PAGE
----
Results comparison between analytical and experimental investigations
Experimental results (Serrette et al, 2002; Rogers et al 2004a; Fulop and Dubina 2004a) are used to validate the accuracy of the proposed analytical method of evaluating the ultimate lateral strength of SWP. The accuracy of the evaluated strengths are generally correlated with the material properties and the geometric dimensions of the components. As not all properties are reported in the foregoing literature, the material properties adopted in the evaluation may not be matched with those of the tested materials. In this study, both the material and geometric properties of steel studs were based on the values published by the Steel Stud Manufacturers Association (SSMA, 2001), and the material properties of sheathing being used in the calculation will be discussed in each individual case.
Rogers et al (2004) conducted a series of experimental investigations on SWP with three different sheathing materials, Oriented Strand Board (OSB), Douglas Fir Plywood (DFP), and Canadian Softwood Plywood (CSP). The cold formed steel studs were 92S41-1.12mm (358S158-44mils), spaced 610mm (24in) at the center, and double studs were placed at the chords. The sheathing was fastened with No. 8 screws (diameter = 4.06mm) on one-side of the panel. Screw spacing was 305mm (12in) in the field, and the edge spacing varied from 152mm (6in) to 76mm (3in). The length and height of the SWP were 1219mm (4ft) and 2438mm (8ft), respectively. The ultimate lateral strengths shown in Table 1 are the average values obtained from three specimens.
The following material properties are used to evaluate the ultimate lateral strengths of the foregoing SWP. The shear modulus of elasticity for OSB, DFP and CSP are 925MPa, 825MPa, and 497MPa, respectively (Okasha, 2004), while the modulus of elasticity associated with OSB (OSB, 1995), DFP and CSP (CANPLY, 2003) are 9917MPa, 10445MPa, and 7376MPa, respectively. The comparison between the analytical and test results is presented in Table 1.
Table 2 shows the comparison between the results of the proposed method and those of the experimental investigation conducted by Serrette et al (2002). The framing steel studs used in the two tests were 89S41 (350S158) with thicknesses of 1.37mm (54 mils) and 1.73mm (68 mils). The studs were spaced 610mm (24in) at the center, and double studs were placed at the chords. The sheathing material was OSB, and sheathing was presented on one side of the panel. The screw spacings on the edge and in the field of the panel were 51mm (2in) and 305mm (12in), respectively. The SWP dimensions were 1219mm (4ft) by 2438mm (8ft). The ultimate lateral strengths shown in Table 2 are the average values obtained from two specimens. The foregoing material properties associated with OSB sheathing are used to evaluate the strength of the SWP.
Presented in Table 3 is the comparison between the result of the proposed method and that of the experimental investigation conducted by Fulop and Dubina (2004a). The framing steel studs were 152S44-1.57mm (600S175-62mils) with 610 mm (24in) spacing. OSB sheathing was presented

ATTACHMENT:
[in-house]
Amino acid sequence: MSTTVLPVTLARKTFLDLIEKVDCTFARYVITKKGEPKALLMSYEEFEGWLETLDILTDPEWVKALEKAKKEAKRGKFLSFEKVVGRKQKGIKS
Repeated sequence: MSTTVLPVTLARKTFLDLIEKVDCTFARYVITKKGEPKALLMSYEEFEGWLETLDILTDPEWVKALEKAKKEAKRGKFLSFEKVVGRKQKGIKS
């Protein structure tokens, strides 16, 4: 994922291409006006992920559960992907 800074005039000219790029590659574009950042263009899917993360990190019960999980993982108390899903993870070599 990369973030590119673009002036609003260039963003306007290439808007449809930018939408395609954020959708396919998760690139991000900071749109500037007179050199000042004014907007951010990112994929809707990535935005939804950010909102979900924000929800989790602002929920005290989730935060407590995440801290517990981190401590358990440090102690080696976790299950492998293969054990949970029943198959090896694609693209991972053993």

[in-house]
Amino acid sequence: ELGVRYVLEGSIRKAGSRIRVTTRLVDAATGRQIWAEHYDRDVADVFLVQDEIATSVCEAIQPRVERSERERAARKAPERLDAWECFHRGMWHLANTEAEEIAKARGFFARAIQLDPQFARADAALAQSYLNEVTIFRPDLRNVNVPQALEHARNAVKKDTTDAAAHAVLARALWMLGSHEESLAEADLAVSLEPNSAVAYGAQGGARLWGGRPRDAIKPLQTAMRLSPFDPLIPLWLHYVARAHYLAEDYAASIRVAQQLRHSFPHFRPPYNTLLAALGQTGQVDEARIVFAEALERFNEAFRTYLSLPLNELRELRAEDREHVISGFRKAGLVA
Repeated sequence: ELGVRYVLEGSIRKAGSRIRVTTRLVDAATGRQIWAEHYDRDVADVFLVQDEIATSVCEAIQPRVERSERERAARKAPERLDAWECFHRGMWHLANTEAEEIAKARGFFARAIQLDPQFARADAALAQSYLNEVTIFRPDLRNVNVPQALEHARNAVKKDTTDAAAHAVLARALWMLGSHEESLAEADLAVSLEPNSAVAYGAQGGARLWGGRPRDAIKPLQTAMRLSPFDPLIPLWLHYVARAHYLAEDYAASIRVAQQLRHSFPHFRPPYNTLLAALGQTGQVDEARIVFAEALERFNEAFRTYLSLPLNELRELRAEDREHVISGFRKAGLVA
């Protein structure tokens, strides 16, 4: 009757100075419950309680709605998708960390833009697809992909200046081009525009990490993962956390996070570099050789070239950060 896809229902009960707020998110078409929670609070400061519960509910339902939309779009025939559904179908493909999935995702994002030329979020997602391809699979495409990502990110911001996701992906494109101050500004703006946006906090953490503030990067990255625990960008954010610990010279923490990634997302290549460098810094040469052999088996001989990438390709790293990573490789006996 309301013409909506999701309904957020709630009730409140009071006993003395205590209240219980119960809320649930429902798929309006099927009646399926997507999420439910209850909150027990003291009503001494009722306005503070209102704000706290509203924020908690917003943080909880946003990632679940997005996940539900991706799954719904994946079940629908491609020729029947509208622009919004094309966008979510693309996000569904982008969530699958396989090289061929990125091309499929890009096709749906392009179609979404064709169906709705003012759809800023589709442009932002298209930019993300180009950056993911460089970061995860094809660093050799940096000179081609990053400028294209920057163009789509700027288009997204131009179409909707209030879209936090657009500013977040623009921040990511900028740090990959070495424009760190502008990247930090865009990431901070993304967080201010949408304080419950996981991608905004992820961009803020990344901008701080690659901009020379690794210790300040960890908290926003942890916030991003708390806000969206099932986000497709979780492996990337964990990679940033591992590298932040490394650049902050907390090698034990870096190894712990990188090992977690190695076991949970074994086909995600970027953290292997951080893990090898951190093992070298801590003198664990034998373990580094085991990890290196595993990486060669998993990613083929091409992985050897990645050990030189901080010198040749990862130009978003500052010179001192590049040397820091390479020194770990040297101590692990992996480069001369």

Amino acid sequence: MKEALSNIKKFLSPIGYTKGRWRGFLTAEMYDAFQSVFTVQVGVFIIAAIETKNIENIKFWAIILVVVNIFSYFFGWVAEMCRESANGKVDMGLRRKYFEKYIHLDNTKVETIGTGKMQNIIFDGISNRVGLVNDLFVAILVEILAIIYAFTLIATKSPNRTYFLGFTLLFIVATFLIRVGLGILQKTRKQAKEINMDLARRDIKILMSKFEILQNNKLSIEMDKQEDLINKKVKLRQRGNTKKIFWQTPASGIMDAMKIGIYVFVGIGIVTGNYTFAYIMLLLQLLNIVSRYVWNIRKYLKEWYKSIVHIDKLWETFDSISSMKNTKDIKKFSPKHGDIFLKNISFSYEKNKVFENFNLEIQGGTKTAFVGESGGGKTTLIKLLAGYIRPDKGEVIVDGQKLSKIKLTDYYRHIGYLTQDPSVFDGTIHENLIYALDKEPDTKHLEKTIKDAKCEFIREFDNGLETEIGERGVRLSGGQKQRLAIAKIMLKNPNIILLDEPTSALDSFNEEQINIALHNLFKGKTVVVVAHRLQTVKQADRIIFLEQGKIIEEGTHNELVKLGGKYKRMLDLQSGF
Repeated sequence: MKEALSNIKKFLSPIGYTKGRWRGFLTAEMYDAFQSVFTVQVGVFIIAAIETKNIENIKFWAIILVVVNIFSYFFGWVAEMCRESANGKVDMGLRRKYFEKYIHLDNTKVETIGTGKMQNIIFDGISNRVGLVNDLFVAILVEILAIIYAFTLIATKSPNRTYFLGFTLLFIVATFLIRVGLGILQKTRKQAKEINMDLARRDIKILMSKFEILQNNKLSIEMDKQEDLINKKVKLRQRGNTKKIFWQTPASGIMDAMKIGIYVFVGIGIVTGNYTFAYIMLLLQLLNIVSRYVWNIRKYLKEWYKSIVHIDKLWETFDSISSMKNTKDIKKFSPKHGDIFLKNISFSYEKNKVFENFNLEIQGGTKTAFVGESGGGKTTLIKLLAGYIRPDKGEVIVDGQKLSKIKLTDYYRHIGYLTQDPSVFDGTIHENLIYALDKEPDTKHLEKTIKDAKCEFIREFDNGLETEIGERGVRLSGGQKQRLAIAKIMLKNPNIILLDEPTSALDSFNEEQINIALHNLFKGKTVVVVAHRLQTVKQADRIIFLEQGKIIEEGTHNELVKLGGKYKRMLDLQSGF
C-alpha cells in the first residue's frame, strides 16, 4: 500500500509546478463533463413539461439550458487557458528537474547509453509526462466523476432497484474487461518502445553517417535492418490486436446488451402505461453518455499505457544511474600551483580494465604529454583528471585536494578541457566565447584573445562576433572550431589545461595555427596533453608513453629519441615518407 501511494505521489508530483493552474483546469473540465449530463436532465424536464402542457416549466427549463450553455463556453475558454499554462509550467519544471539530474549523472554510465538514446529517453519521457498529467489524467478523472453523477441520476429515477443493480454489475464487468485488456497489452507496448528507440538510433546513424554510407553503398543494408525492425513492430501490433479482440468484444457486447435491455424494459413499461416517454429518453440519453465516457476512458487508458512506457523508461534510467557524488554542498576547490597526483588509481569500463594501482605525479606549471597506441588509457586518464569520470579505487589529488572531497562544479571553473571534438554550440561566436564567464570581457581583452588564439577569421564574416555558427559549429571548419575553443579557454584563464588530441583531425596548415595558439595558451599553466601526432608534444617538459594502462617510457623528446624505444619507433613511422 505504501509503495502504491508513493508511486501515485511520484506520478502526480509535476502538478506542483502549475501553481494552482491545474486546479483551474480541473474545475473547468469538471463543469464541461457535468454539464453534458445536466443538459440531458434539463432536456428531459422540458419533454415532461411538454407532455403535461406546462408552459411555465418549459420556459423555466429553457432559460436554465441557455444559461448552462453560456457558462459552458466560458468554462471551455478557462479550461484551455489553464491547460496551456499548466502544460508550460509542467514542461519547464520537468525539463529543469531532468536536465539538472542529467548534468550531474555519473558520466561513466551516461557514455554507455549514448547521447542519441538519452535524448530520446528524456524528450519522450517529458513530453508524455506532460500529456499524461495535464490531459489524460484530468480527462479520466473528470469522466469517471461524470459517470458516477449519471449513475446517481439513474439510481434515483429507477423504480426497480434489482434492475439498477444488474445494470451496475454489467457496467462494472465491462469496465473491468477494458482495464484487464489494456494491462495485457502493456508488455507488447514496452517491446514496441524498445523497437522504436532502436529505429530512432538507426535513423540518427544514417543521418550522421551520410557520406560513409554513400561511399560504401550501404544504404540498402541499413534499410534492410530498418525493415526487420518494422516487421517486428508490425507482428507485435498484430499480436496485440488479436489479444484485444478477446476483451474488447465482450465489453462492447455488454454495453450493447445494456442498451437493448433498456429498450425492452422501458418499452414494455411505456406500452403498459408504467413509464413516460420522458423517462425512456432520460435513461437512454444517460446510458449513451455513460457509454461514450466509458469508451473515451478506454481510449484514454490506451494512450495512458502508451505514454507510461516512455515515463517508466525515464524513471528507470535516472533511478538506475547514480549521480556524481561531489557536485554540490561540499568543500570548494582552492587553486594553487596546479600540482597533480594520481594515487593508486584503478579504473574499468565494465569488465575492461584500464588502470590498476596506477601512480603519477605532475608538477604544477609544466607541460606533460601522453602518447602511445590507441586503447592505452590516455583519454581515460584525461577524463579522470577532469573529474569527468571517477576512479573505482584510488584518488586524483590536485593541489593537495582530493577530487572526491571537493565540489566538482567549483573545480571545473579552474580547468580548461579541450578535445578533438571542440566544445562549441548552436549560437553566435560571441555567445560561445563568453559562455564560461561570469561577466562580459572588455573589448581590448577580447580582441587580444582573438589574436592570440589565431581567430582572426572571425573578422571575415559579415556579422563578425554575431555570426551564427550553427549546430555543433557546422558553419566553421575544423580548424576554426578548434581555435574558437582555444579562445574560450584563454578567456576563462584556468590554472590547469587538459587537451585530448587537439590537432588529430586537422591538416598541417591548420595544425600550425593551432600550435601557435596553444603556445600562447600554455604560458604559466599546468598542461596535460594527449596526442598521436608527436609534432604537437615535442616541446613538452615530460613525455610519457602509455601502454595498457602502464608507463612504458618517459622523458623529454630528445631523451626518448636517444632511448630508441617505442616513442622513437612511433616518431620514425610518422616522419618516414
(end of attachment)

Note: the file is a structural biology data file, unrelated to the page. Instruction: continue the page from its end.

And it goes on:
Table 1. Comparison between analytical and tested results (Rogers et al, 2004a)
Table 2. Comparison between analytical and tested results (Serrette et al, 2002)
Table 3. Comparison between analytical and tested results (Fulop and Dubina, 2004a)
on one side of the panel. The screw diameter was 4.6mm and the screw spacings were 102mm (4in) on the edge and 254mm (10in) in the field of the panel. Different from the foregoing two experimental investigations, the dimensions of the panel were 3600mm (~ 12ft) by 2440mm (8ft). The ultimate lateral strengths shown in Table 3 are obtained from one specimen. As the material properties of sheathing were not available from the literature, the foregoing properties of OSB are employed in the analytical evaluation.
Figure 1. Fastener arrangement notation
The utilization of shear wall panels constructed with cold-formed steel and wood sheathing is becoming common practice for low – and mid-rise residential construction. However, analytical methods of evaluating the ultimate lateral strengths of the panels are needed to be developed in order to make cold formed steel systems more attractive to design practitioners. The method presented in this paper is comprehensive and can be used to evaluate the ultimate lateral strengths of SWP with different sheathing and framing materials, as well as panel dimensions and construction details such as fastener spacing. The comparisons made on the results obtained from the proposed method and the experimental investigations have shown good agreement between the evaluated and tested results. Therefore, the proposed method is recommended for engineering practice.
The first author would like to express his appreciation to the Mexican National Council for Science and Technology (Consejo Nacional de Ciencia y Tecnologia) for its financial support. The authors are in debt to Dr. C. Rogers for providing experimental data.
AISI (2004). Standard for Cold-Formed Steel Framing-Lateral Design, American Iron and Steel Institute.
Brandt, G. D. (1982). Rapid Determination of Ultimate Strength of Eccentrically Loaded Bolt Groups, Engineering Journal, American Institute of Steel Construction.